Commonwealth Games: Bronze Medals in Men’s and Women’s Cross Country

McConnell and Henderson clinch bronze medals in exciting day at Cathkin Braes MTB Park in Glasgow.

Australian mountain biking duo Daniel McConnell and Bec Henderson found the podium in a thrilling day of cross country mountain biking at Cathkin Braes MTB Trails overlooking Glasgow.

Dan and Bec with their bronze medals.
Dan and Bec with their bronze medals.

Victoria’s McConnell clinched Australia’s first ever men’s Commonwealth Games mountain bike medal with bronze in the men’s event, while Canberra’s Henderson also claimed bronze in the women’s race, just the second medal for women in the discipline.

The men completed seven, and the women six, laps of a five-kilometre course of the Cathkin Braes Country Park, with thousands of fans flocking to watch races, despite dark clouds, periodic rain and blustery winds. The riders had to negotiate a tricky course that featured the Brig O’Doom, Broken Biscuits, and Clyde Climbs— all named by local schoolchildren.

In a nail-biting climax to a sensational men’s race, McConnell, 28, was out-kicked in the dying few hundred metres by the New Zealand pair of Anton Cooper and Samuel Gaze.


“Obviously I’m happy to walk away with a bronze medal, it wasn’t quite the colour I was after but I was just out-matched today by the Kiwi boys who rode really smart and tactical and I didn’t quite have the power to go with them,” McConnell said.

Earlier in the 35km battle which featured 33 riders from 18 nations, McConnell was forced to bridge a small gap created by a small group of leading riders a lap and a half into the seven-lap race.  For much of the remaining five laps, McConnell went toe-to-toe with the lead group of four which included the Kiwi duo and Canadian Max Plaxton. The quartet became three inside the final lap, with the teenage Cooper attacking Gaze and McConnell with just 500 hundred metres remaining.

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Cam Ivory.
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Andy Blair.
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Dan leading out the two Kiwis, Sam Gaze and Anton Cooper.

McConnell had no answer, with Copper crossing the line in a time of 1hour 38:26secs, three seconds ahead of Gaze with McConnell a further seven seconds back.

“It was a hard race, a fast course and I put all my eggs in that basket and it didn’t quite pan out, but I walk away with bronze so it’s not too bad,” McConnell said. “I had to put in a pretty big effort to bridge the gap, but I was still feeling pretty good and that was only the first lap-and-a-half. “It was a build up over the day, I really tried in the middle part of the race to break it up, but (with) the speed of the course there’s a lot of drafting and I couldn’t use where I’m strongest on the climbs to get the gap.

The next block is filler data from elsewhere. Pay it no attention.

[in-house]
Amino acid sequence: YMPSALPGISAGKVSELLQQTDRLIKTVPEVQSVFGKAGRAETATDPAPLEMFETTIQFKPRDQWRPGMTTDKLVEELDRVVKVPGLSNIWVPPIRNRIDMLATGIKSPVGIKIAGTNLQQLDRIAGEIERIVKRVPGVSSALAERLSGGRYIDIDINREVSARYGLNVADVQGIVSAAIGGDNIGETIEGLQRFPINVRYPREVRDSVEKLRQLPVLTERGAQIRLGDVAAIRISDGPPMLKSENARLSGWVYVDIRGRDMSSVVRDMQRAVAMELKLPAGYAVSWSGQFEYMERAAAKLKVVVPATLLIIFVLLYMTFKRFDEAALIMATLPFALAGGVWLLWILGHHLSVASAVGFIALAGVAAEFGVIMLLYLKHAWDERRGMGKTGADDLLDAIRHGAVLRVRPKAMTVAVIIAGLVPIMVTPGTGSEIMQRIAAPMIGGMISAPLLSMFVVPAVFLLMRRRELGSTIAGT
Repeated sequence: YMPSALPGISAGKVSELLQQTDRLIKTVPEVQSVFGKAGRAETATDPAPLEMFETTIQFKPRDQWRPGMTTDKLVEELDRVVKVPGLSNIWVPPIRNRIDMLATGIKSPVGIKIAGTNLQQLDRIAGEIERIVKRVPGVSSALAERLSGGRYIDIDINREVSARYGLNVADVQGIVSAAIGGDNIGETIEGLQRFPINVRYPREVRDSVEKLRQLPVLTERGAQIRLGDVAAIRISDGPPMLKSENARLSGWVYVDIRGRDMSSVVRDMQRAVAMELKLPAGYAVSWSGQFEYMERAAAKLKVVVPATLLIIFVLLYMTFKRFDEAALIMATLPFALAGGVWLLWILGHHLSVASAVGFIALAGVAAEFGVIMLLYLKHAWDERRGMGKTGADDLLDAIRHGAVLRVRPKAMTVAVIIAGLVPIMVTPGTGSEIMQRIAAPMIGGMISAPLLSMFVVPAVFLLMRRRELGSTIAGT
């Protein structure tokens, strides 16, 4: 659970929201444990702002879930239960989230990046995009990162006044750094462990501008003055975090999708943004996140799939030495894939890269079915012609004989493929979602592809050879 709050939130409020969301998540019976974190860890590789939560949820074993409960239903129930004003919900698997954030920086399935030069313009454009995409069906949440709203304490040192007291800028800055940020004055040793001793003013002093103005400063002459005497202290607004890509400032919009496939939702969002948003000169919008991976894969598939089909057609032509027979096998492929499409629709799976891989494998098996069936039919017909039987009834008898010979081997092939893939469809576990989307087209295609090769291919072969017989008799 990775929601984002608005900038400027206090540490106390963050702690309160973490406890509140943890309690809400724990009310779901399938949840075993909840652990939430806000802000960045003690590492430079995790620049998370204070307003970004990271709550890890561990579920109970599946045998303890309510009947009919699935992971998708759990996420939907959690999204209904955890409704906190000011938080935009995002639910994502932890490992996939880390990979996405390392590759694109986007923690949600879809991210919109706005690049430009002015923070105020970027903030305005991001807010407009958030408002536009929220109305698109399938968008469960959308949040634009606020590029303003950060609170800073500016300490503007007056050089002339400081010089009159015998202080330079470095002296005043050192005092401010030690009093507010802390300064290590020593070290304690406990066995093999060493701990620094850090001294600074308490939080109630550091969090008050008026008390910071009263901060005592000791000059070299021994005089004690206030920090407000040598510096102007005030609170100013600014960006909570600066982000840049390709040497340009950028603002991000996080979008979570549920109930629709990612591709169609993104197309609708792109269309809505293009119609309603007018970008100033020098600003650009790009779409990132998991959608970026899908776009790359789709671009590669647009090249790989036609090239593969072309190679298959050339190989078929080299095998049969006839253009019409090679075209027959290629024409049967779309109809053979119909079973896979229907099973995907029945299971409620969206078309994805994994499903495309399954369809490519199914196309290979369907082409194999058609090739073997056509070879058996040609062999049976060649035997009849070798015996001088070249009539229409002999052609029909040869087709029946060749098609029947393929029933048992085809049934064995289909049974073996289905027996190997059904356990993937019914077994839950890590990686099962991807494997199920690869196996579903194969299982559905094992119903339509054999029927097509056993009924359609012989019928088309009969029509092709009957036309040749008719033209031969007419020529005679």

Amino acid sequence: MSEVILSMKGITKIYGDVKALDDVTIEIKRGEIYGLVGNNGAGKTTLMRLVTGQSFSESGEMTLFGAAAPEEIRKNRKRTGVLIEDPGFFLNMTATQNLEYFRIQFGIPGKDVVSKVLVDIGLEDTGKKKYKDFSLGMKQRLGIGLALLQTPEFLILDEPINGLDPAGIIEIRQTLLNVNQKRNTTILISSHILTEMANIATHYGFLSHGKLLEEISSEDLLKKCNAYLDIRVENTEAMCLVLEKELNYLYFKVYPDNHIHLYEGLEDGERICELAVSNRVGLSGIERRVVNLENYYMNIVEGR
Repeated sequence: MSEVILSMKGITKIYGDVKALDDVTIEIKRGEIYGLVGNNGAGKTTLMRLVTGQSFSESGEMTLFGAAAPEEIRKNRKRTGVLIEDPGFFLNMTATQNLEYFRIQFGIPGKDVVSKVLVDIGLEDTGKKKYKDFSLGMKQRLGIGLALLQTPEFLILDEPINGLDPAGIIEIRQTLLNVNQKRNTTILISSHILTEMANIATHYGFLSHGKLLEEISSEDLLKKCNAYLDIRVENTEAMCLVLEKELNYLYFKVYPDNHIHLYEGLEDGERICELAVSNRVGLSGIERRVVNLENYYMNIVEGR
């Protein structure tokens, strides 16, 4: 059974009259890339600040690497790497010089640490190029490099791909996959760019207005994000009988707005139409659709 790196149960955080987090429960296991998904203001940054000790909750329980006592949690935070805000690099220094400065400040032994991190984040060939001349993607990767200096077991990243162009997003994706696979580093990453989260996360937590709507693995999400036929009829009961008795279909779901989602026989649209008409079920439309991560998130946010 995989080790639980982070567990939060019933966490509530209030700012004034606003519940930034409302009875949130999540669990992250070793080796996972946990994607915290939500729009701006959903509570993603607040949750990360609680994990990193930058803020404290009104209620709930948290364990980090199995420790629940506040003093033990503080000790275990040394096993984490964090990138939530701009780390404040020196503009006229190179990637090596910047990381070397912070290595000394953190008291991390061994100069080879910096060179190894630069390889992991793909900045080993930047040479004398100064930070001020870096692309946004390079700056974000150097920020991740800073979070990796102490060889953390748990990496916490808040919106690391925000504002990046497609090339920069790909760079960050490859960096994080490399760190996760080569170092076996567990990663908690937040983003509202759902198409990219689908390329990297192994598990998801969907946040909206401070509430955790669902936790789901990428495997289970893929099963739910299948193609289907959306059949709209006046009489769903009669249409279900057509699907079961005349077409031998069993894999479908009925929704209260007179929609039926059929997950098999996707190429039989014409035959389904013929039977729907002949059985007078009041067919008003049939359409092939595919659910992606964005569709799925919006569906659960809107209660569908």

“(But) There’s not really an excuse today I just didn’t quite have the legs to go with them at the end,” added McConnell.

In other great results for Australia, Newcastle’s Cam Ivory finished in eighth, and Canberra’s Andy Blair in twelfth to finish a great day for Australian mountain biking.

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Tory Thomas, Cam Ivory, Bec Henderson, Dan McConnell, Andy Blair and Peta Mullens.

Similarly to the men’s race, an Australian was faced with a battle against team mates, with Canberra’s Henderson, 22, outgunned by the Canadian duo of Catherine Pendrel and Emily Batty. 21 riders from eleven countries set out on the women’s race, with Pendrel, the 2011 world champion quickly establishing a lead of half a minute by the end of the first of six laps.

Together, Henderson and her Trek-Factory teammate Batty worked hard to pursue Pendrel but were unable reel her in. Pendrel cruised to cross in 1hr 39:29secs, just over a minuted ahead of Emily Batty who got over Henderson by twelve seconds.


“I’m so excited, this is my first Commonwealth Games and first medal and it’s such a privilege to be here and an amazing experience and I’m so happy, “ said Henderson who equalled Australia’s only medal in the Commonwealth Games mountain bike prior to day – Mary Grigson’s bronze at the 2002 event in Manchester.

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Bec Henderson
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Tory Thomas
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Peta Mullens

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“Catharine took off at the start and I was going to go with her and I thought ‘I don’t want to get caught in no man’s land’ but I kind of did,” she explained.  “But I backed off and Emily caught up and we started working together to try to catch her.

“In the last two laps it was definitely on and I was there to defend the third place, I wasn’t going to let that go.”

Victoria’s Peta Mullens finished twelfth and Tory Thomas 14th.

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